Articles tagged with: studies in arts and culture

  • CrissCross, a new student exhibition at the MIWSFPA

    EDITOR’S NOTE: This exhibition is unavailable for viewing until further notice. It is closed as part of Brock University’s ongoing efforts to protect the health and safety of students, faculty, staff and the community in light of the ongoing COVID-19 pandemic. Please check here again.

    CrissCross, a new student exhibition at the MIWSFPA

    March 5 – 28
    opening reception: March 12th, 5 p.m.
    (This is also the reception for the Artist Talk by the Walker Cultural Leader, Landon Mackenzie.)

    VISA Gallery and Student Exhibition Space, Marilyn I. Walker School of Fine & Performing Arts, 15 Artists’ Common, St. Catharines, L2R 0B5.

    The gallery is open Tuesday-Saturday, 1:00 p.m. to 5:00 p.m.

    An exhibition by students from the Studies in Arts and Culture and Visual Arts programs. Our hybrid assemblages celebrate incongruity and unfettered associations. Whether abstract or figurative, paintings, or texts, they are intended to trigger reactions, prompt comparisons, and challenge the usual. Beyond the immediate effect of surprise, they provoke, their apparent disparateness nevertheless generates, on closer view, a semblance of overall coherence.

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  • Canadian poet Adam Dickinson to reflect on human impact to our environment in upcoming Author Talk

    (From The Brock News, March 15, 2019 | By: Sarah Ackles)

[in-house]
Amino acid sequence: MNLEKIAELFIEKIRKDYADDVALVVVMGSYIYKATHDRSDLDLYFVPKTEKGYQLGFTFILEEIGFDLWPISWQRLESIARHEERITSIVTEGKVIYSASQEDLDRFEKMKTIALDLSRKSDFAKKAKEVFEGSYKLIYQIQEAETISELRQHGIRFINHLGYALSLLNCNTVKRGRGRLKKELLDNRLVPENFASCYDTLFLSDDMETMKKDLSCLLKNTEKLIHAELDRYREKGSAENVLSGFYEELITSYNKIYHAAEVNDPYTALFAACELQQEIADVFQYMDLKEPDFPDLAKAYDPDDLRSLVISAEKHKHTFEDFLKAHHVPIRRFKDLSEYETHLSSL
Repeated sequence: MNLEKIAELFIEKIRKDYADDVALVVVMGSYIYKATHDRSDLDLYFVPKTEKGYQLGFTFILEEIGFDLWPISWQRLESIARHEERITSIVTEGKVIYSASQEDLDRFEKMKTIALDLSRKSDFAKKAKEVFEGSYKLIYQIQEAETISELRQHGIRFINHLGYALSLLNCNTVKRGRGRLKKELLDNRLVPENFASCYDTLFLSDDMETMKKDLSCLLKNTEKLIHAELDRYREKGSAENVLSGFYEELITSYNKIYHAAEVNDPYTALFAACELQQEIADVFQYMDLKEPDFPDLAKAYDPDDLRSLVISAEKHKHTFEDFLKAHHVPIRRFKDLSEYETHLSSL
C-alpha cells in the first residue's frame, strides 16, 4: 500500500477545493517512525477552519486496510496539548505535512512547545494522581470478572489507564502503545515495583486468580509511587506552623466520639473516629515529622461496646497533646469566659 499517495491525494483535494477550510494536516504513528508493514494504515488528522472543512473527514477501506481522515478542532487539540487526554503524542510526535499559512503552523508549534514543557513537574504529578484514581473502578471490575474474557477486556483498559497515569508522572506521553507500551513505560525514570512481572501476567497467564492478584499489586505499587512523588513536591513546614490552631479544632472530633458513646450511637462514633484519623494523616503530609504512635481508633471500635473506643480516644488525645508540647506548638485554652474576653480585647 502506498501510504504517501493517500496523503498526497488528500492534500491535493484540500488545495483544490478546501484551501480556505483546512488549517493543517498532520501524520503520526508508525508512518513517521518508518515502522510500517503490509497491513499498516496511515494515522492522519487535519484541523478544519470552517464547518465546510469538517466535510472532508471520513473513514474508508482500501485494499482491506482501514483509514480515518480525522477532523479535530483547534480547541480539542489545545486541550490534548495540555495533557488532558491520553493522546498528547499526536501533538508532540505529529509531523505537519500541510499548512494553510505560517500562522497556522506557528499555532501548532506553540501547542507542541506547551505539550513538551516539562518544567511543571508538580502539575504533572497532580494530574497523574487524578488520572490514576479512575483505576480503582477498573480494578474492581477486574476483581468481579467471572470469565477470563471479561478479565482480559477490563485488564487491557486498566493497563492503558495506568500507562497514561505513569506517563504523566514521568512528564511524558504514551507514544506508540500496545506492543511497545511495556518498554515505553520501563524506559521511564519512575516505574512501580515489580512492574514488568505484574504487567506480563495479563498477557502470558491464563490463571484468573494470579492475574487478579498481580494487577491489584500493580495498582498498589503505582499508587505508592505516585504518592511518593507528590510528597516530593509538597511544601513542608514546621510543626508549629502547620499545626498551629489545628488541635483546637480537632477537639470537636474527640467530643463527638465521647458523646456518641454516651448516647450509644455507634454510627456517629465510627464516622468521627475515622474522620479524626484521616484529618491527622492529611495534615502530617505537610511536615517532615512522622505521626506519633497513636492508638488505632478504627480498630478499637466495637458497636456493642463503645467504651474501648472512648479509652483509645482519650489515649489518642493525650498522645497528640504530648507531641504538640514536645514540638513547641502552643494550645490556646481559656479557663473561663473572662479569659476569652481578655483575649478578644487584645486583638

Join Brock Associate Professor Adam Dickinson as he uses poetry to explore the dramatic impact humans have made on Earth’s climate, geology and biological makeup.

    Presented by the Centre for Studies in Arts and Culture (STAC), Dickinson’s talk will be the next presentation in the Walker Cultural Leaders Series. It will take place on Monday, March 18, from 8 to 9 p.m., in room 211 of the Marilyn I. Walker School of Fine and Performing Arts (MIWSFPA).

    “Writing in the Anthropocene: Poetics and the Environment” will focus on the intersections between poetry and science as a way of exploring new ecocritical perspectives and alternative modes of poetic composition.

    Catherine Parayre, Director of STAC, said Dickinson is a fitting artist to welcome to the Walker Cultural Leaders Series this year because of his involvement with the Centre’s new Small Walker Press.

    Officially launching this spring, the press publishes books by artists and authors working together on a given theme.

    “The Small Walker Press is publishing works on the theme of environmental degradation this year, and Adam Dickinson’s work perfectly aligns with it,” explained Parayre. “He was inspired to write his contribution to the press after a walk he took with artist Lorène Bourgeois at Glenridge Quarry in the Fall of 2018.”

    Dickinson is an award-winning poet whose work has been featured at prominent international literary festivals such as Poetry International in Rotterdam, The Harbourfront International Festival of Authors in Toronto, and the Oslo International Poetry Festival in Norway.

    He is perhaps best known for his work The Polymers (2013), which was a shortlisted finalist for the Governor General’s Award for English-language poetry at the 2013 Governor General’s Awards, the 2014 ReLit Award for Poetry and for the 2014 Trillium Book Award.

    He is also the author of Cartography and Walking (2002), Kingdom, Phylum (2006) and Anatomic (2018).

    His poem “My Fear of Being Eaten” will appear alongside art by Lorène Bourgeois in the forthcoming Quarry, to be published by The Small Walker Press later this year.

    His upcoming author’s talk is free and open to the public. No registration is required.

    For more information, please contact Catherine Parayre at cparayre@brocku.ca

    Generously funded by Marilyn I. Walker, the Walker Cultural Leader series brings leading artists, performers, practitioners and academics to the Marilyn I. Walker School of Fine and Performing Arts at Brock University. Engaging, lively and erudite, these sessions celebrate professional achievement, artistic endeavour and the indelible role of culture in our society.